Northern Fulmar

Range Map
Fulmarus glacialis

The Northern Fulmar, like many pelagic or ‘sea birds’, is a member of a group called “Tube Noses”, so called because of the structures on their beaks called naricorns.

Northern Fulmars come in both a light form and a dark form (called morphs). Birds of light, dark, and intermediate morphs are present in all subspecies. But the northern populations have a higher percentage of light morph birds, and southern populations have more dark morph birds.

Today’s taxonomists recognise three subspecies; one from Pacific waters and two from the Atlantic:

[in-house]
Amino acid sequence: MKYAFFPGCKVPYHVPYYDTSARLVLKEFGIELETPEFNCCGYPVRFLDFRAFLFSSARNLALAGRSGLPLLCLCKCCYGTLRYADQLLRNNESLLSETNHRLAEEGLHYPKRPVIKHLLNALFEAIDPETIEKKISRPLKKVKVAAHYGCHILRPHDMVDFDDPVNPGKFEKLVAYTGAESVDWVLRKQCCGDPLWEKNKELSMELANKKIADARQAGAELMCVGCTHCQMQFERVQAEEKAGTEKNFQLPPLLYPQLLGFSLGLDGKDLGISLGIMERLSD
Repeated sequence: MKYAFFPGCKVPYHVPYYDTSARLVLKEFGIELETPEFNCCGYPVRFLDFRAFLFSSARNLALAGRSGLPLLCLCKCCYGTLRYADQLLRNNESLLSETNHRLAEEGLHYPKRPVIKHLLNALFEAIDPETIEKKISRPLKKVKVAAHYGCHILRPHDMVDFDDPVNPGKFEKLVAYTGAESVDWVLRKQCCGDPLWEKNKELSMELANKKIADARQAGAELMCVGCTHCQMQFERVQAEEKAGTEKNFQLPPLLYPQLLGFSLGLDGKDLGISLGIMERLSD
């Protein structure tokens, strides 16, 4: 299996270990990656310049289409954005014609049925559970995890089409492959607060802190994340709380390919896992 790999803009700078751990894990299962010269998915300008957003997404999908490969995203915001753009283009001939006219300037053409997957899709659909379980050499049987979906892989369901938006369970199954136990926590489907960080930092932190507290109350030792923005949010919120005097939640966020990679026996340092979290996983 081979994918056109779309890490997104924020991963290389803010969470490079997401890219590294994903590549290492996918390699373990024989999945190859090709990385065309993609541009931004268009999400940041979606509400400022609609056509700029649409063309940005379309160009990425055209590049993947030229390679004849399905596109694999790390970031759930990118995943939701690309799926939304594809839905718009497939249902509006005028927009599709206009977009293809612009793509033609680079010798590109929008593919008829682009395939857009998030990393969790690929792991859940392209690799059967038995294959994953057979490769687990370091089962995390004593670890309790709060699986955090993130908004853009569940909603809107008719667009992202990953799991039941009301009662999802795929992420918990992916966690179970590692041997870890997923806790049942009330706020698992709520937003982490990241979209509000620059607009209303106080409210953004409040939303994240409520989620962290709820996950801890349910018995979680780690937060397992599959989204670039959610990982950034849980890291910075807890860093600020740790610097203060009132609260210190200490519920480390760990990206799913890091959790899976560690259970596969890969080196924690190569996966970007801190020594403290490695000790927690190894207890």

• F. g. glacialis is mostly restricted to the Arctic Ocean, where it breeds on Baffin Island, northeastern Greenland, Spitsbergen, Franz Josef Land, and northern Russia.
  • F. g. auduboni breeds in northeastern Canada, western Greenland, Iceland, the United Kingdom, and northwestern Europe.
  • F. g. rodgersii breeds in the northern Pacific on the Commander and Kurile Islands, and in the USA on the Aleutian and Pribilof Islands.

Most of these birds delay breeding until age eight or ten. Once they reach adult breeding age, their life expectancy can be thirty to forty years. Northern Fulmars prefer nest sites along steep island cliff-sides. Often they nest in mixed colonies with other seabirds such as cormorants, murres, and kittiwakes.

The birds I have met were in waters off San Diego and Baja California (Mexico), much further south than the range maps show. Literature describes them as much more common in northern latitudes, often near the continental shelf.

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